With this project I’ve officially entered stage 1 of maximizing the (surprisingly little) space in our kitchen: making custom storage boxes, particularly for cans and spices.
But why did I go with boxes? I needed a solution that would allow me to easily store and move everything around as I saw fit. And then there’s The Boyfriend to consider, who hardly ever digs around in the kitchen but when he does he’s like a bull in a china shop, so I also needed something that was durable yet also replaceable. Making my own boxes just seemed like my best bet all around.
So once I had settled on boxes, that brought up other questions like – what boxes do I use? Where do I get them? And how to go about making them stronger without a lot of effort?
Turns out, I had just about everything I needed already in the house.
Tools You’ll Need
- Empty soda box (I used the “flat” 12 pack)
- Contact paper or decorative paper (I used this Whitewood contact paper)
- Chalkboard paint for labels (optional – I made my own)
- Mod Podge (optional, depending on steps – I made my own)
- Small paint brush (optional, depending on steps)
- Duct Tape (optional)
- Newspaper or Ad Pages (optional)
- Scoring knife (if using contact paper)
There are a lot of optional tools in this list, and I’ll tell you why: I’m a bit OCD. And when I said I wanted these can storage boxes to be durable, I meant it. However, I know not everyone will need (or want) to go to all the trouble I did to accomplish this. I made sure to put optional steps in bold.
Before we get started, I wanted to point out that different brands of soda have a different box design. For this project, I opted to go with a Coke product box (left) vs Pepsi brand (right).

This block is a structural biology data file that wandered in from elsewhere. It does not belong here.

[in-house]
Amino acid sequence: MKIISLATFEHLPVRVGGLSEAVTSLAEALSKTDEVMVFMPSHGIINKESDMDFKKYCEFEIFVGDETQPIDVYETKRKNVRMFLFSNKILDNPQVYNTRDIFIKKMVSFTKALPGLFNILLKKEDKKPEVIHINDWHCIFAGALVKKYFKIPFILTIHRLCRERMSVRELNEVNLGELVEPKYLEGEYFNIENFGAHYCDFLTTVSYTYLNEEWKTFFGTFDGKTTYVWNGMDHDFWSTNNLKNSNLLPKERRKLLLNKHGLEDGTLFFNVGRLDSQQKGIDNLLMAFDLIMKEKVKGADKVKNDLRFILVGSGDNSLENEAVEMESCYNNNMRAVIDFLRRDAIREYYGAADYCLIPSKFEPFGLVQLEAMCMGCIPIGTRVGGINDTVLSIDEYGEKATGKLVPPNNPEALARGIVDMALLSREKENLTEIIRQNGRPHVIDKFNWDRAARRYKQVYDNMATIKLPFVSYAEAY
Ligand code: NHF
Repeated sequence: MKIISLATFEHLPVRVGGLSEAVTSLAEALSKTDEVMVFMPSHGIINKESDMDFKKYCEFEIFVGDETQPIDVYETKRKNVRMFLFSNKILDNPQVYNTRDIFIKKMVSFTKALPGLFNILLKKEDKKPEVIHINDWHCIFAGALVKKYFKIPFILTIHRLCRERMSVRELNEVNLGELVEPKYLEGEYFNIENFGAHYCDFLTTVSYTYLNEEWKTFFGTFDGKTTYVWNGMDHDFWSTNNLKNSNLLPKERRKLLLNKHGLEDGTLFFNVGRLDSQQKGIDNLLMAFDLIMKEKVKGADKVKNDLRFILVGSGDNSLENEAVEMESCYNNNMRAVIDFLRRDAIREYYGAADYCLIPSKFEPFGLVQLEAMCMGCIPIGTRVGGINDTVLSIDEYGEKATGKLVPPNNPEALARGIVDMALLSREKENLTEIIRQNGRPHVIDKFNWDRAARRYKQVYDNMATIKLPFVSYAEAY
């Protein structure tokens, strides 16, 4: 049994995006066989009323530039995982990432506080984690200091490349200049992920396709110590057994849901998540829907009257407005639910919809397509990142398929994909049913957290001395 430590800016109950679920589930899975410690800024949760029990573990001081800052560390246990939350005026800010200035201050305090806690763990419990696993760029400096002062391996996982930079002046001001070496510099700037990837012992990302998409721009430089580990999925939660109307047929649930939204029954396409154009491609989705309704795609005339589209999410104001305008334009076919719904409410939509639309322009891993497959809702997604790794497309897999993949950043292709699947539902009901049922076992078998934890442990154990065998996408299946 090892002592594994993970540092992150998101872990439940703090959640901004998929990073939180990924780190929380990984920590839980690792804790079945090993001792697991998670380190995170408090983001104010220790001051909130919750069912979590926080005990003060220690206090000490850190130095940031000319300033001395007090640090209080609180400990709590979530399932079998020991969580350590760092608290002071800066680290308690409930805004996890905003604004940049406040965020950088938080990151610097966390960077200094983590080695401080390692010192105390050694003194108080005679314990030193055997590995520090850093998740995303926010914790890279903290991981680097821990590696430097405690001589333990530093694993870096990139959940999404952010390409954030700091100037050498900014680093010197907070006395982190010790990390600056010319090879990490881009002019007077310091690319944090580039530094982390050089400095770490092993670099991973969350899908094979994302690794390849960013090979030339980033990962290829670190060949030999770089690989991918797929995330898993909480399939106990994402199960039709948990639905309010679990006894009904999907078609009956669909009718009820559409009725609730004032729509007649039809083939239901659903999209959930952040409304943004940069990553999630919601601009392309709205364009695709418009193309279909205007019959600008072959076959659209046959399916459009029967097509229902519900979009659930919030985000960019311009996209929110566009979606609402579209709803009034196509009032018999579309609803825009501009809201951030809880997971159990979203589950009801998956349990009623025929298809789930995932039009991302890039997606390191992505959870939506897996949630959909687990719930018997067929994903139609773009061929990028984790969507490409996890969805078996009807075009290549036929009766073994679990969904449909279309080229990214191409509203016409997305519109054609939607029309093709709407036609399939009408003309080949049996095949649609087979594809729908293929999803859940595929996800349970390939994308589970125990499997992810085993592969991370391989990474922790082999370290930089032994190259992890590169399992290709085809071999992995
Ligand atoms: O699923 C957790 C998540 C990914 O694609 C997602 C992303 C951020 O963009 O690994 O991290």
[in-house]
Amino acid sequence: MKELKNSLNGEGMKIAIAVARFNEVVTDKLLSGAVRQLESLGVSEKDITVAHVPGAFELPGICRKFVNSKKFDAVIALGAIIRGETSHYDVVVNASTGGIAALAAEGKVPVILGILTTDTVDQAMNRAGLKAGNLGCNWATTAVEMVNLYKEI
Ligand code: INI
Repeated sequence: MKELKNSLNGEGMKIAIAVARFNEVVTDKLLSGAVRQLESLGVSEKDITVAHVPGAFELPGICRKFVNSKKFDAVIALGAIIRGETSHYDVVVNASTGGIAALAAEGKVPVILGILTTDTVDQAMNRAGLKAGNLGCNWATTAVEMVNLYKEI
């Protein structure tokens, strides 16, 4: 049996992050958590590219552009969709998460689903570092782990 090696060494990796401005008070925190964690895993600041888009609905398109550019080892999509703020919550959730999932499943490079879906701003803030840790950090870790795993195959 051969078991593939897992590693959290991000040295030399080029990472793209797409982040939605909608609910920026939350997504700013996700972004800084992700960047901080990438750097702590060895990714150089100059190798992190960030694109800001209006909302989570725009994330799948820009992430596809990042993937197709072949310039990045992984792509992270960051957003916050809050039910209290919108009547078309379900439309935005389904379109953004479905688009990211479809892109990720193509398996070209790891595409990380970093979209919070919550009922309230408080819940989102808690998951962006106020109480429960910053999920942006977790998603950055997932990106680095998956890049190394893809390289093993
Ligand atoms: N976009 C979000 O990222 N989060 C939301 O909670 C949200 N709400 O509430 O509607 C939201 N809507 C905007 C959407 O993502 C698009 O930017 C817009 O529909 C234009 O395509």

To start off, I made sure the empty soda box I used still had all the perforated pieces attached. This means the two slats along the top (for the built in handle) and the little lip near the can opening. These pieces aren’t required, but I liked having them for the added durability. The only piece you don’t really need is the removeable flap for the box opening, although I used pieces of it to create the box label (more on that below).
Next I used the duct tape to go over any openings, corners, and places where the cardboard was glued together. Again, I needed these boxes to be super durable, but you can skip this step if you’d like. It’s totally optional.
Another optional step? I painted the boxes with mod podge and then wrapped them in some old newspaper, just to strengthen the cardboard a little. After I applied the newspaper and painted a little mod podge over the corners, I let the box dry overnight.
Now the boxes were ready to be covered! You can either use more mod podge to stick on some decorative paper, or you can do what I did and use contact paper.
However, I did have a couple of problems with the contact paper: unlike what I expected, the contact paper didn’t stick very well to the newspaper / mod podge combo. But it worked well enough to get the job done. For any pieces that wouldn’t stay put, I just used more duct tape. The contact paper does stick well to itself, so I overlapped as many corners as I could.
Now that the box is covered in the design of your choice, you’re good to go! Get to sorting those unwieldy cans!
From here, you can also create a label you’d like. I ended up using the cardboard flap that originally covered the opening in the soda box (waste not, want not), cut it into the shape of a label, and then painted it with chalkboard paint. This way I can change what I stored in the box without a lot of hassle. I used a piece of double sided tape to stick the label to the front of the storage box.
And that’s it! The next time I make one of these, I might try to use decorative paper (or maybe go all retro and just use newspaper) and see how it compares to using contact paper. I’ll be sure to post an update with pictures here if I do!